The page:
The proposal to study the land swap was brought before the Stemilt Partnership during a meeting March 27 in Malaga. State Rep. Mike Steele, R-Chelan, wanted the Stemilt Partnership’s opinion of a $70,000 state budget amendment over two years to study the potential land swap, said Shiloh Burgess, Wenatchee Valley Chamber of Commerce executive director.
The 54 people at the meeting were asked if they wanted to kill the provision. No one voted against the study and a local committee was formed to look into the matter.
Steele said the amendment to the state operation’s budget was then passed out of the state appropriations committee later that night. It was passed unanimously by the committee.
The idea is preliminary at this point, Burgess emphasized at the meeting. No one knows what land could be swapped or whether it would even be a good idea.
The conversation started over Mission Ridge’s need to replace one of its lifts, The Liberator, said Jim Brown, Fish and Wildlife Ephrata regional manager.
The agency and the ski resort then discussed the resort’s eventual plans to add another ski lift, Brown said. The problem is a new ski lift would need to run through a corner of Fish and Wildlife property and that property has restrictions, which might not allow such construction.
“You can like it or not like the proviso from representative Steele, but I like one thing about it,” he said. “It is a proviso that came with money.”
Chelan County Natural Resources Director Mike Kaputa said he did have some concerns about how this proposal originated.
“It was probably fair to say that it was a little unsettling just in the way it unfolded,” Kaputa said. “When we have a large community group and they’ve all been working together for 12 years. Ordinarily we would identify needs and we would go to the Legislature.”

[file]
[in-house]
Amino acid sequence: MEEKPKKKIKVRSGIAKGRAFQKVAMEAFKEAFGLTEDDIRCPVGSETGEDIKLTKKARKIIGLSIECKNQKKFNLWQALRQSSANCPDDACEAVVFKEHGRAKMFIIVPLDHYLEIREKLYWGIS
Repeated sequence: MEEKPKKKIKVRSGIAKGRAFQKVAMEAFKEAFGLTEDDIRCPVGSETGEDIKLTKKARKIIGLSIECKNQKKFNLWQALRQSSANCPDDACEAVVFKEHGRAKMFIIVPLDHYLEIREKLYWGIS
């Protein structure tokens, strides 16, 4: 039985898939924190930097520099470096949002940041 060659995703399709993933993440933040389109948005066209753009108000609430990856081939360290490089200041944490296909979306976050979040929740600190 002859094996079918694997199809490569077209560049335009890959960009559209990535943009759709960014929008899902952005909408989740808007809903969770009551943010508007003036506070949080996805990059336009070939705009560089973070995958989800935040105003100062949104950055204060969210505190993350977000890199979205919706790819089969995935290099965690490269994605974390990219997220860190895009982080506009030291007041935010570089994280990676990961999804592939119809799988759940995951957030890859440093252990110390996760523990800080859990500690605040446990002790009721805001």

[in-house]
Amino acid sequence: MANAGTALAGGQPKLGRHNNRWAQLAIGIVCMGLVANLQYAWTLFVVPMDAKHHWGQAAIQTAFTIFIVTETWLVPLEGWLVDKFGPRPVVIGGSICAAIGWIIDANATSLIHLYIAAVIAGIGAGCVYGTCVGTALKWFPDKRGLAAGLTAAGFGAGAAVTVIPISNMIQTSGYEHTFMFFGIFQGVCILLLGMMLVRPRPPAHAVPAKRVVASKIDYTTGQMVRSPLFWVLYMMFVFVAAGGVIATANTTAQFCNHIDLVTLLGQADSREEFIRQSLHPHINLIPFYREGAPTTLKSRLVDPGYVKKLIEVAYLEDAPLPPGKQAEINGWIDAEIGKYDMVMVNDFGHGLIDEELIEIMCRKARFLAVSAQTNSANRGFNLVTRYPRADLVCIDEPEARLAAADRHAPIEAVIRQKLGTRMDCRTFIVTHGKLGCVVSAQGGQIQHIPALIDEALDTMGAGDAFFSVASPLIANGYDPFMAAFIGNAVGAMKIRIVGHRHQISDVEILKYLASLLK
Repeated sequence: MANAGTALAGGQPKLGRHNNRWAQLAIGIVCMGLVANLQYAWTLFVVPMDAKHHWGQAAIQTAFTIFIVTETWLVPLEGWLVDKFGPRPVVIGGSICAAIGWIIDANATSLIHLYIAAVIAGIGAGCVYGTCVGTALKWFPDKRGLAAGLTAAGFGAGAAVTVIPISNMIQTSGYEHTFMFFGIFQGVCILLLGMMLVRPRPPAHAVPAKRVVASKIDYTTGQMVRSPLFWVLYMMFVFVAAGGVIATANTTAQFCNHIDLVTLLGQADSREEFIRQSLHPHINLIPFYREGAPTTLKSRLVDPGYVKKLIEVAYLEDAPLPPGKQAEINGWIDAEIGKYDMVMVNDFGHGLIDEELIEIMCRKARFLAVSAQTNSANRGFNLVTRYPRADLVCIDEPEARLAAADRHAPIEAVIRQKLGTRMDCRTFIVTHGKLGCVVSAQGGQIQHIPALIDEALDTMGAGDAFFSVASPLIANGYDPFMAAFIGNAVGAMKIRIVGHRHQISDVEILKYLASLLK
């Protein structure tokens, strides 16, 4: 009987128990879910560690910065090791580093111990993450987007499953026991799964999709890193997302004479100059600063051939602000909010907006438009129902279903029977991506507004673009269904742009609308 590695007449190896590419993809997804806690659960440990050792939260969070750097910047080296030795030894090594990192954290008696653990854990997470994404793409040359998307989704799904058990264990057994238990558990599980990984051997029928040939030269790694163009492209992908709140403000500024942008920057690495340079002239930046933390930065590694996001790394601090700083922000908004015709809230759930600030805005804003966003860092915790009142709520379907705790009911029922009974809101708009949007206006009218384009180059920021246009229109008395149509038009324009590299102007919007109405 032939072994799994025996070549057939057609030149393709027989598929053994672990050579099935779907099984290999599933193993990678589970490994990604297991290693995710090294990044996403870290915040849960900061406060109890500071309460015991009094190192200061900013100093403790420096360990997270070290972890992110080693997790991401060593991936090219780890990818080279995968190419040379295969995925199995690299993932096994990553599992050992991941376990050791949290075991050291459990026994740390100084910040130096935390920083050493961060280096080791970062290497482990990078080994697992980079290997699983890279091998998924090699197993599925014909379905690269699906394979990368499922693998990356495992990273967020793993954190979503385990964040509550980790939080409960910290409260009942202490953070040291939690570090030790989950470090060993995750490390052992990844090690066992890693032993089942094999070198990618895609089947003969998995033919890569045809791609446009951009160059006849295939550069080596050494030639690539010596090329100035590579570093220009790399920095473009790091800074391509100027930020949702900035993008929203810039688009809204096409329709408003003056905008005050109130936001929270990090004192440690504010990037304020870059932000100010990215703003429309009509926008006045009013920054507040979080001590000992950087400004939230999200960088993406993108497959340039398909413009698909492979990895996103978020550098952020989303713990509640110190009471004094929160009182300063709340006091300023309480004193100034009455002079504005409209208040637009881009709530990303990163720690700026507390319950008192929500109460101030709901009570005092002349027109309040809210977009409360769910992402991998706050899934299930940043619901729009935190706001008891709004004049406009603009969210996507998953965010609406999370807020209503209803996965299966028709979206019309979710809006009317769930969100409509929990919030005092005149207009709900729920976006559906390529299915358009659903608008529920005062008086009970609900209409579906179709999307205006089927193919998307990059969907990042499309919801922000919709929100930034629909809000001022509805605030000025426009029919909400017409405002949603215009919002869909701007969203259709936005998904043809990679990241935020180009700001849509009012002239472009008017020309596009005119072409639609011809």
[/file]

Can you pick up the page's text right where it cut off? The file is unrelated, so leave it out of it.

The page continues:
The goal of bringing this proposal to the Stemilt Partnership was to prevent any feeling that this was being slipped past anyone, said Josh Jorgensen, Mission Ridge general manager.
The possibility of a land swap has been brought up in the past, said Dave Gimlin, Wenatchee Sportsmen’s Association board member. But first an analysis needs to be completed on where and how wildlife use the Stemilt-Squilchuck Basin, before an exchange is proposed.
Norm Gutzwiler, Beehive Squilchuck Irrigation District member, said he didn’t like how fast this proposal came about and was concerned about how it might affect the watershed for irrigators.
“Anything that is going to cause any kind of problem with that water coming into our districts — if we have to, we’ll go to court,” Gutzwiler said.
Little Red’s takes over Pybus Airstream
WENATCHEE — Little Red’s Espresso & Bakery, which operates a popular coffee shop near Lake Wenatchee, has taken over the Airstream coffee stand at Pybus Public Market.
The stand opened in late March with seven-day-a-week service.
“We plan to build on the success we’ve created at Lake Wenatchee with the Airstream location at Pybus Market,” owner Aubrey Dickinson said in a March 18 news release.
Little Red’s was voted Best Roadside Coffee Stand in KING 5 Evening Magazine’s 2017 Best Northwest Escapes, according to the release.
The business was selected from a dozen other applicants to fill the Airstream opening, according to Pybus Executive Director Steve Robinson.
Hot Rodzz Espresso ran the trailer until October. Pybus began looking for a new tenant in January.
Charter Spectrum moving into Winnie's Hallmark space
WENATCHEE — A Charter Spectrum store is moving into the Valley North Shopping Center space that was the home of Winnie’s Hallmark for the last 50 years.
Charter Communications is relocating one of its current stores on Easy Street to the new location, spokeswoman Danielle Dunn said April 1.
Construction is underway and Charter plans to open in the second half of 2019, Dunn said.
The retail space will offer product demos and an inventory of mobile devices and accessories, she said.
Winnie’s Hallmark was one of two remaining original tenants of the shopping center. Its owners announced in November that the store would be closing.